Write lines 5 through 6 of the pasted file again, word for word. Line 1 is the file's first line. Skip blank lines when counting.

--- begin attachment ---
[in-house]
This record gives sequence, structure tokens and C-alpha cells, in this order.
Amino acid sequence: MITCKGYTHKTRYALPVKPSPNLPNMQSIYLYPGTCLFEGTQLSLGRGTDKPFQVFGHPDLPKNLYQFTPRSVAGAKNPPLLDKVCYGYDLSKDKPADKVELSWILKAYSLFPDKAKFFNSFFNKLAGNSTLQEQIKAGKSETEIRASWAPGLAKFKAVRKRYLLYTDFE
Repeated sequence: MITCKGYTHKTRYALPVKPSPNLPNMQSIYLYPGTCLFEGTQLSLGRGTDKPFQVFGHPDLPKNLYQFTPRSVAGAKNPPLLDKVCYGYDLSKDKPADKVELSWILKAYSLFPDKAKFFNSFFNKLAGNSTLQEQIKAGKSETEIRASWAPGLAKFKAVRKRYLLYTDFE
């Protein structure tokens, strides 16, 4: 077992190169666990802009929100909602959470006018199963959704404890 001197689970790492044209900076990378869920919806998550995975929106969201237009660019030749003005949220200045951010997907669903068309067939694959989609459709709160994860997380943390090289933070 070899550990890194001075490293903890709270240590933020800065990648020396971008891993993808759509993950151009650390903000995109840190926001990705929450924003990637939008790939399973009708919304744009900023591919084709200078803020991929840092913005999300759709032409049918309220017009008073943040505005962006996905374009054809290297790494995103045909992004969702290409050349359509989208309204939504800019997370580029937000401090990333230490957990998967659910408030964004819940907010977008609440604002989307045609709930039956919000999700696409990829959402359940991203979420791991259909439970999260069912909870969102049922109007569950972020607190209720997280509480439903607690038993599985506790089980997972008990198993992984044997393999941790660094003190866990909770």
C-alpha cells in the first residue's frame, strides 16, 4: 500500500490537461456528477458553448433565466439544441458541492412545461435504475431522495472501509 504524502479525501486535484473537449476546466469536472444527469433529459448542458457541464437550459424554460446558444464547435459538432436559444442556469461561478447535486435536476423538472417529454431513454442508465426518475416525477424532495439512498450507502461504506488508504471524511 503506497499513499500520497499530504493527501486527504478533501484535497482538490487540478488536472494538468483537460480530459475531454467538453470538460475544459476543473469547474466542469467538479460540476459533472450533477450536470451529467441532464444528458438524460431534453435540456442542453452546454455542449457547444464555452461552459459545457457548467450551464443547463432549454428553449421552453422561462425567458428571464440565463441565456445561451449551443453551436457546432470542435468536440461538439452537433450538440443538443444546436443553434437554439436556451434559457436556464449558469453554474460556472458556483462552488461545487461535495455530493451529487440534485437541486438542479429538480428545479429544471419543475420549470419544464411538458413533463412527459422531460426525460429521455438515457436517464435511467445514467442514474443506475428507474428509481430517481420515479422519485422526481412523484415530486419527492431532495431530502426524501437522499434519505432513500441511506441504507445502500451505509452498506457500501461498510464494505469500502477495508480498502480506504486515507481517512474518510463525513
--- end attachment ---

């Protein structure tokens, strides 16, 4: 077992190169666990802009929100909602959470006018199963959704404890 001197689970790492044209900076990378869920919806998550995975929106969201237009660019030749003005949220200045951010997907669903068309067939694959989609459709709160994860997380943390090289933070 070899550990890194001075490293903890709270240590933020800065990648020396971008891993993808759509993950151009650390903000995109840190926001990705929450924003990637939008790939399973009708919304744009900023591919084709200078803020991929840092913005999300759709032409049918309220017009008073943040505005962006996905374009054809290297790494995103045909992004969702290409050349359509989208309204939504800019997370580029937000401090990333230490957990998967659910408030964004819940907010977008609440604002989307045609709930039956919000999700696409990829959402359940991203979420791991259909439970999260069912909870969102049922109007569950972020607190209720997280509480439903607690038993599985506790089980997972008990198993992984044997393999941790660094003190866990909770």
C-alpha cells in the first residue's frame, strides 16, 4: 500500500490537461456528477458553448433565466439544441458541492412545461435504475431522495472501509 504524502479525501486535484473537449476546466469536472444527469433529459448542458457541464437550459424554460446558444464547435459538432436559444442556469461561478447535486435536476423538472417529454431513454442508465426518475416525477424532495439512498450507502461504506488508504471524511 503506497499513499500520497499530504493527501486527504478533501484535497482538490487540478488536472494538468483537460480530459475531454467538453470538460475544459476543473469547474466542469467538479460540476459533472450533477450536470451529467441532464444528458438524460431534453435540456442542453452546454455542449457547444464555452461552459459545457457548467450551464443547463432549454428553449421552453422561462425567458428571464440565463441565456445561451449551443453551436457546432470542435468536440461538439452537433450538440443538443444546436443553434437554439436556451434559457436556464449558469453554474460556472458556483462552488461545487461535495455530493451529487440534485437541486438542479429538480428545479429544471419543475420549470419544464411538458413533463412527459422531460426525460429521455438515457436517464435511467445514467442514474443506475428507474428509481430517481420515479422519485422526481412523484415530486419527492431532495431530502426524501437522499434519505432513500441511506441504507445502500451505509452498506457500501461498510464494505469500502477495508480498502480506504486515507481517512474518510463525513